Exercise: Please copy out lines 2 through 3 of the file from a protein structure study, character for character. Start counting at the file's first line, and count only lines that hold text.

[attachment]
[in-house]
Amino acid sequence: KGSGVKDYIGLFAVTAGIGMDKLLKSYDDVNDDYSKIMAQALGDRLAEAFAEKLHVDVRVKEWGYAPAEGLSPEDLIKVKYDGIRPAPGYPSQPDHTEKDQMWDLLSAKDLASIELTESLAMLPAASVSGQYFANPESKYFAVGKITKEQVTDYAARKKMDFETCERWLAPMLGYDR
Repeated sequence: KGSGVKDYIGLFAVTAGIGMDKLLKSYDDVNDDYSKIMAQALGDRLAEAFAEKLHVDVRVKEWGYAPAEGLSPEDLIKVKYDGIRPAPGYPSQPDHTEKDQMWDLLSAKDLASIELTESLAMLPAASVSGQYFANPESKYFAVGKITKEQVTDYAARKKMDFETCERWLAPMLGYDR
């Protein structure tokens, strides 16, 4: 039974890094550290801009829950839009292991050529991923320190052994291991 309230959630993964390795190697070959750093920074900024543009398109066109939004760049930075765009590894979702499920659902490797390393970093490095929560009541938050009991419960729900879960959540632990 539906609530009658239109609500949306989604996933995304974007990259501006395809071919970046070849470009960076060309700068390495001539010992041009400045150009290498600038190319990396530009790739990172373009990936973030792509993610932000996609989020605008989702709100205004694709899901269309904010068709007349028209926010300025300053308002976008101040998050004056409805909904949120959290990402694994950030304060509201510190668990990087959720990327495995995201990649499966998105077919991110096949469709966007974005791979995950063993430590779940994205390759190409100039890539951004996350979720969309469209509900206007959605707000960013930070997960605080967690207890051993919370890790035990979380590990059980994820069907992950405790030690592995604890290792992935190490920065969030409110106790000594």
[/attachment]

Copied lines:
Amino acid sequence: KGSGVKDYIGLFAVTAGIGMDKLLKSYDDVNDDYSKIMAQALGDRLAEAFAEKLHVDVRVKEWGYAPAEGLSPEDLIKVKYDGIRPAPGYPSQPDHTEKDQMWDLLSAKDLASIELTESLAMLPAASVSGQYFANPESKYFAVGKITKEQVTDYAARKKMDFETCERWLAPMLGYDR
Repeated sequence: KGSGVKDYIGLFAVTAGIGMDKLLKSYDDVNDDYSKIMAQALGDRLAEAFAEKLHVDVRVKEWGYAPAEGLSPEDLIKVKYDGIRPAPGYPSQPDHTEKDQMWDLLSAKDLASIELTESLAMLPAASVSGQYFANPESKYFAVGKITKEQVTDYAARKKMDFETCERWLAPMLGYDR